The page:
A Cage To Hold My Dreams

TERENCE PETTIGREW



Terence Pettigrew gained the attention of the media with the publication in 1977 of his first biography, 'Bogart'. Other books followed. These include 'British Film Character Actors' (1982), 'British Films' (1985, sponsored by the Post Office), 'Raising Hell' (1993), and 'Trevor Howard : A Personal Biography' (2001).


'Bogart' proved a popuar book in the UK and America. In 1985, the star's widow Lauren Bacall asked to meet the author in London, and told him how impressed she was with his work.


On the Trevor Howard biography, the actor and his wife Helen Cherry co-operated fully and enthusiastically. The result, published several years after Howard's death, was a candid and affectionate portrait of a man whose natural talent took him to film stardom but who struggled constantly with his 'dark' side.


Pettigrew's radio work comprises a large number of 60 min and 30 min documentaries for the BBC. For Radio 2, he made 'Nobody Cried When The Trains Pulled Out' which told the dramatic story of the evacuation of children from major cities during World War II. His guests included Henry Cooper, Vince Hill and Derek Nimmo.


This was followed with 'Caught In The Draft', the story of compulsory military service in Britain between 1939 and 1961. Guests included Bob Monkhouse, John Junkin. and broadcaster John Dunn. Both these programmes were narrated by Michael Aspel, with whom he later collaborated on the TV special, 'The Trouble with the 'Fifties', for London Weekend Television.


On BBC Radio 4 Terence Pettigrew wrote and presented documentaries under the titles 'You're Tearing Me Apart', the story of James Dean. His studio guests included Hollywood 'Baby Doll' star Carroll Baker, and singer/actor Adam Faith ; and 'I Had The Misery Thursday', a profile of another 1950s Hollywood legend Montgomery Clift. His guests included Susannah York, David Kossof and Lord (formerly David) Puttnam. For the BBC World Service he wrote and narrated a 6-part documentary series, 'Screen Partners'. At the start of his writing career, during the 1960s, he wrote scenarios for several popular UK television drama series including 'The Avengers', with Patrick Macnee ; 'The Power Game', with Patrick Wymark and Barbara Murray ; and 'The Public Eye', with Alfred Burke.


His feature articles and poetry have appeared in a wide variety of national newspapers and glossy magazines including the Sunday Times, Daily Telegraph, Mail On Sunday, You Magazine, Radio Times, Photoplay, and dozens more.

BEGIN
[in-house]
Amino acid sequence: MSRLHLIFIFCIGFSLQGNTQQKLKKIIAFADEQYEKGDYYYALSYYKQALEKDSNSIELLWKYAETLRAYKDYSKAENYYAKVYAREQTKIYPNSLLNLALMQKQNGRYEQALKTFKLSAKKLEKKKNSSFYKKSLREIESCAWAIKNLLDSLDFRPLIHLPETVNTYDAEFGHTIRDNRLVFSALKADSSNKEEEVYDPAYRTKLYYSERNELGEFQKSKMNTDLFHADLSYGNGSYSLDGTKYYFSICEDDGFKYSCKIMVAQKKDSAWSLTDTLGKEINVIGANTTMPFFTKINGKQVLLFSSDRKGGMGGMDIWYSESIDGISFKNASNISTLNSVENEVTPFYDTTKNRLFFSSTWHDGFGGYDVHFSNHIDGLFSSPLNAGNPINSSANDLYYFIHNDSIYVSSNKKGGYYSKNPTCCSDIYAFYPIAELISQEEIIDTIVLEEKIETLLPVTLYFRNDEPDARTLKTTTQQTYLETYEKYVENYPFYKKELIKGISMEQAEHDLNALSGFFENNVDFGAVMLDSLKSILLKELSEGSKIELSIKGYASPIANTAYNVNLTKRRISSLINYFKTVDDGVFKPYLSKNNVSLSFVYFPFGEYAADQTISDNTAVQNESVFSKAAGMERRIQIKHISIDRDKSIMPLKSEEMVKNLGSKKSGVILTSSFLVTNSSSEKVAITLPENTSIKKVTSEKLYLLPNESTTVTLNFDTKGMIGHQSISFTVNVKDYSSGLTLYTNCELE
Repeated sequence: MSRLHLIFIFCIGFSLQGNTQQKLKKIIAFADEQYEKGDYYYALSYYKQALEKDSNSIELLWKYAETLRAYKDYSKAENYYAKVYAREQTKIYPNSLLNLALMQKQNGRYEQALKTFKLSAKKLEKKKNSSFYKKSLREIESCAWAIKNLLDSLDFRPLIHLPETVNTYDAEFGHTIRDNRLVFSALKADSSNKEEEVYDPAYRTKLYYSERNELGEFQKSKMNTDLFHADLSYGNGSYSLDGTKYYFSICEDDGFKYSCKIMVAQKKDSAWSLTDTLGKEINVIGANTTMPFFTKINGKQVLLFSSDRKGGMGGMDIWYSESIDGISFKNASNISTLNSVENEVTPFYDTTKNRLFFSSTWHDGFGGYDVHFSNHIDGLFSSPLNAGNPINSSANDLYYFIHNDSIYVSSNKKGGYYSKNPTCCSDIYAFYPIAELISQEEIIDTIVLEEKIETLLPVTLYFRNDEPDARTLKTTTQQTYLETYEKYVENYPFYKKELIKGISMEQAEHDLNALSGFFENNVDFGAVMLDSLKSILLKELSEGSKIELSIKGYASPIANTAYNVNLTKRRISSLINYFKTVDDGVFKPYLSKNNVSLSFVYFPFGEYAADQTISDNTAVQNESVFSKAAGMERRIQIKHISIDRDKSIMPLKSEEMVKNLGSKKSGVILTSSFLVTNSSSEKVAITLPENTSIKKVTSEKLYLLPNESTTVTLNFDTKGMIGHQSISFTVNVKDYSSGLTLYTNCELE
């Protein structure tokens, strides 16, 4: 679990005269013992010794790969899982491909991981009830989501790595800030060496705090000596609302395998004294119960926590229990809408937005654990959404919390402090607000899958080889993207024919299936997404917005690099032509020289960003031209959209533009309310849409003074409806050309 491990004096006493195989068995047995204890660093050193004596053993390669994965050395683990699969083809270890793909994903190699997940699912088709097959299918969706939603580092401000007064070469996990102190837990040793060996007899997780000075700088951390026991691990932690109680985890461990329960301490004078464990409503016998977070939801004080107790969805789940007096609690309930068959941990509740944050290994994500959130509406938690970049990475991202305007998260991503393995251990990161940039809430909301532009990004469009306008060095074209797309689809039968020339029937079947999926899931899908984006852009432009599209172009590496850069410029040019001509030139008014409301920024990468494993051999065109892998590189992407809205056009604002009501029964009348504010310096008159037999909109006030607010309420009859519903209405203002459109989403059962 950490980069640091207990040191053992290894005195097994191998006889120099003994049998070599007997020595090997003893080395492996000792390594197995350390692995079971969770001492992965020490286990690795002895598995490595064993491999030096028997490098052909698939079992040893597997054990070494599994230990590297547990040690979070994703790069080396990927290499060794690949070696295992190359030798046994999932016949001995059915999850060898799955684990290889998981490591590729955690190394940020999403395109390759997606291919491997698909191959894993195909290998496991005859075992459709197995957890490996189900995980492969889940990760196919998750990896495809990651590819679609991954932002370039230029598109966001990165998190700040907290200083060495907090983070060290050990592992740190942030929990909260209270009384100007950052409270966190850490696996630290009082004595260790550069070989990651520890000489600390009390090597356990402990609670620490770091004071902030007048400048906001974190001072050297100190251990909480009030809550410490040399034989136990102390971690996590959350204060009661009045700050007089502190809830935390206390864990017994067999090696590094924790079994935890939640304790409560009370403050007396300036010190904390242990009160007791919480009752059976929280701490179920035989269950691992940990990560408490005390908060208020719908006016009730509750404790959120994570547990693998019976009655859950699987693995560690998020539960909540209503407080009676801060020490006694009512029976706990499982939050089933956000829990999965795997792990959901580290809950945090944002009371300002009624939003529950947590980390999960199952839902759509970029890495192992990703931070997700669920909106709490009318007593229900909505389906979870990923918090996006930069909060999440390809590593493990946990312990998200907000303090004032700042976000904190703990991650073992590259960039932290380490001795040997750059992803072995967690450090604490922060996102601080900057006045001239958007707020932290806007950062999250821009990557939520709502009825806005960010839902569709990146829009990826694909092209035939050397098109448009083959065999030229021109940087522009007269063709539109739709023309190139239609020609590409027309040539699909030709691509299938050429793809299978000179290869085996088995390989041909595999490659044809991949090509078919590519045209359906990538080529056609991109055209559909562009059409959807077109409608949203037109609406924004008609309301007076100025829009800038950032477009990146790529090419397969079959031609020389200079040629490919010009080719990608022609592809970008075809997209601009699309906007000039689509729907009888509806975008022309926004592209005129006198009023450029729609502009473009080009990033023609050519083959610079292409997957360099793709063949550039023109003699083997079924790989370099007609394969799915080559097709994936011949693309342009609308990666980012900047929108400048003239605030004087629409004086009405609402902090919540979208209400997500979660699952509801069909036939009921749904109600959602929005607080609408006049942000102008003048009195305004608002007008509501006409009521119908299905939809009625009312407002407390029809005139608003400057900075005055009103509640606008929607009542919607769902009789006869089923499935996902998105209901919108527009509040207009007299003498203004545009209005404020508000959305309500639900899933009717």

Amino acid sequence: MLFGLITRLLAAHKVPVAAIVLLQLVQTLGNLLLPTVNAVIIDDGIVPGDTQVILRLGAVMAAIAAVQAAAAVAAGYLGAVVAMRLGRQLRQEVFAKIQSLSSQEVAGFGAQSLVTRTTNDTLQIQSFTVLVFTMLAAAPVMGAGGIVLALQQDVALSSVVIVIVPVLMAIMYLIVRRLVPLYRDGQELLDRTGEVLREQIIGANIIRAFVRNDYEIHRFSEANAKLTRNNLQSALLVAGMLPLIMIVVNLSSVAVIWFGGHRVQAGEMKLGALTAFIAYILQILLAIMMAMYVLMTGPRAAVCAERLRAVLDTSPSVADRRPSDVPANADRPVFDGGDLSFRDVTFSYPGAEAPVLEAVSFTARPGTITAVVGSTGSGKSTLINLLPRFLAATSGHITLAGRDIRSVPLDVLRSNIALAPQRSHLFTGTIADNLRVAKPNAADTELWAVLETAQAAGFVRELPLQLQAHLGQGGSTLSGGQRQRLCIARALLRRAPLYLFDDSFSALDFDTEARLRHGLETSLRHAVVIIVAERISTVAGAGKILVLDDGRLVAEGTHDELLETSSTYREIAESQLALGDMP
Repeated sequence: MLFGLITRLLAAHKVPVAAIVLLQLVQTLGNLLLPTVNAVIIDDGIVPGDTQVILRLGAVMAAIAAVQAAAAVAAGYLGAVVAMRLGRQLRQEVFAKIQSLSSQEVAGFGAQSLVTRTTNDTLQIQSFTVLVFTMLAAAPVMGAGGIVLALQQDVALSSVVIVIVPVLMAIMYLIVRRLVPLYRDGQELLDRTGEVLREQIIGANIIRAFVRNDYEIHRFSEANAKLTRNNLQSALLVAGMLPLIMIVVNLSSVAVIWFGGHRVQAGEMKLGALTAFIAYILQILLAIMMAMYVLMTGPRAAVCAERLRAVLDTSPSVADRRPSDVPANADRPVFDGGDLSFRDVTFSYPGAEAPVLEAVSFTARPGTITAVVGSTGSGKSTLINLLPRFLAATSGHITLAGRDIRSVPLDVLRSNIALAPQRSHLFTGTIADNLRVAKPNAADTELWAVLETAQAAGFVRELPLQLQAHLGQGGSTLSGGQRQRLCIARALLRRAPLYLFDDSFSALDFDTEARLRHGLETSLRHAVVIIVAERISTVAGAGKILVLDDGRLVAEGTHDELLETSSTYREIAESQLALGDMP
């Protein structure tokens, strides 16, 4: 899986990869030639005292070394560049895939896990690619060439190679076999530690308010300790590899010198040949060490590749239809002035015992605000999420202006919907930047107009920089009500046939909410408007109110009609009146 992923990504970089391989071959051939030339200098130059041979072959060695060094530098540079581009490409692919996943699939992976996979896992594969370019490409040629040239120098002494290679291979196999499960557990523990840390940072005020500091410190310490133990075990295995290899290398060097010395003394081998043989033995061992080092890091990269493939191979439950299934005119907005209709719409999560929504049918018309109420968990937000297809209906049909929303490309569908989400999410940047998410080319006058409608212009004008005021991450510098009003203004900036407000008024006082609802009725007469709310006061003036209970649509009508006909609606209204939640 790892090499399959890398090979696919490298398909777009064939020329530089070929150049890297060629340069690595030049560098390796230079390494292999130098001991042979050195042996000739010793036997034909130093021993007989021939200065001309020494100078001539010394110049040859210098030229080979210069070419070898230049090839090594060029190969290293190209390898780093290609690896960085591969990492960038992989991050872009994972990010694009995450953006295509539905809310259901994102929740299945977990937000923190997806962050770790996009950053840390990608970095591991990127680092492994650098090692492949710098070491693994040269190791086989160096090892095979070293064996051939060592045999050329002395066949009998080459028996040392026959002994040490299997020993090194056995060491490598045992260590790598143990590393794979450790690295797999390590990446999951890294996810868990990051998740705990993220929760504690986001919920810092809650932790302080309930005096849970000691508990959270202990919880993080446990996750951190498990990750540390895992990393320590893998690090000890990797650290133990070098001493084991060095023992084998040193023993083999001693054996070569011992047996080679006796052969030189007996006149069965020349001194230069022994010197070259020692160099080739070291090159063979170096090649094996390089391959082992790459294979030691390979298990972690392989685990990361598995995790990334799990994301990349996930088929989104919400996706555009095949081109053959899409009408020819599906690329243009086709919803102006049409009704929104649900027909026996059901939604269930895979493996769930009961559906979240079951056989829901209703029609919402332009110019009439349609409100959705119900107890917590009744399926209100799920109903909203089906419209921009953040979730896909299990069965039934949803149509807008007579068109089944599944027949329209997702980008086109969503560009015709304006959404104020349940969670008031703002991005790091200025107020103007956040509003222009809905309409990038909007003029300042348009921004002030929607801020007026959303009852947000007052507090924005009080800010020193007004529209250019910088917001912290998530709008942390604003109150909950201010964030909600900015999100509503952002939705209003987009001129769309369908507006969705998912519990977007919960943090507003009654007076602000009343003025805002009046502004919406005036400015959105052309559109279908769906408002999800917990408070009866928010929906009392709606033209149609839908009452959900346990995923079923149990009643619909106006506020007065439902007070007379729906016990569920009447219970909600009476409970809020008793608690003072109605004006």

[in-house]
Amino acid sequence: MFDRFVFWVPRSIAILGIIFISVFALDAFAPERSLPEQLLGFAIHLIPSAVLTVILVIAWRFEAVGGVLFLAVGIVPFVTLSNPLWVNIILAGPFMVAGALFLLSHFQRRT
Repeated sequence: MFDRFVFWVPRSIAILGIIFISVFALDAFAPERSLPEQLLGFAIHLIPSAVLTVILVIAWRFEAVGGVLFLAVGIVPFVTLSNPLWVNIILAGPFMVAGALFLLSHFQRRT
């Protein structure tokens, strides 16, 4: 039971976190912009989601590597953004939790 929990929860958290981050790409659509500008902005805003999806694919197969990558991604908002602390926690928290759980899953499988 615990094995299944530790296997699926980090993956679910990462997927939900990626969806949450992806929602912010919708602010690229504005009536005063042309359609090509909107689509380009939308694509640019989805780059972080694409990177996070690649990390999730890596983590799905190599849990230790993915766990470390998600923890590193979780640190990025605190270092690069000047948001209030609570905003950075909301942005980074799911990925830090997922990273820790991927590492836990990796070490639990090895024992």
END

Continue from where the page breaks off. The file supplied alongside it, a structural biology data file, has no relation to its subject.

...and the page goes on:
He has also written for the theatre. 'Mainly Edward', a play based on the life and work of the celebrated Victorian novelist and statesman Edward Bulwer-Lytton was scripted in 2001 with the co-operation of the Lytton family. This was followed by 'Blackpool Rock', a behind-the-scenes comedy about the preparations for an ENSA show in 1944, and, more recently, 'Arousing Passions', another comedy, this time co-written with Barbara Butcher.


Due for publication by Bredline Books in September 2010 is 'Brotherly Sisters', a collection of over sixty original poems written by Terence Pettigrew which re-creates, in chronological sequence, many dramatic episodes from the creative lives and love-lives of the Brontes. Comprising an epic 15,000 words of narrative poetry, plus 7,000 words of introduction which references the individual poems to dramatic events in the Brontes' lives, 'Brotherly Sisters' offers a poet's vision of their triumphs and tragedies.


It also contains many evocative descriptions of the Yorkshire moors, whose bleak landscape, stormy weather and splendid isolation feature so powerfully in the sisters' classic novels.


Currently in preparation, also to be published by Bredline Books, are two other poetry collections by Terence Pettigrew. The first, due out April 2011, is 'Love And Other Weaponry', an anthology of over sixty love poems which describe not only the idyllic emotions aroused by love, but also its cruel, darker side.


The second is 'Gaius And His Lady', due for publication in September 2011, which tells the story, in 15,000 words of narrative poetry, of the passionate love affair between Pontius Pilate and Claudia Procula. Set in ancient Rome and in Judaea at the time of Christ, this was a romance which should not have happened. Claudia Procula was the step daughter of emperor Tiberius Caesar, and Pontius Pilate was an equestrian officer forbidden by law from associating with a royal lady. Yet they met and fell in love. This sequence of poems tells their true dramatic story, against a background even more dramatic--the beginnings of Christianity.


Terence Pettigrew has had the same literary agent for 35 years. She is Shelley Power, previously London-based who currently runs her business from Paris.


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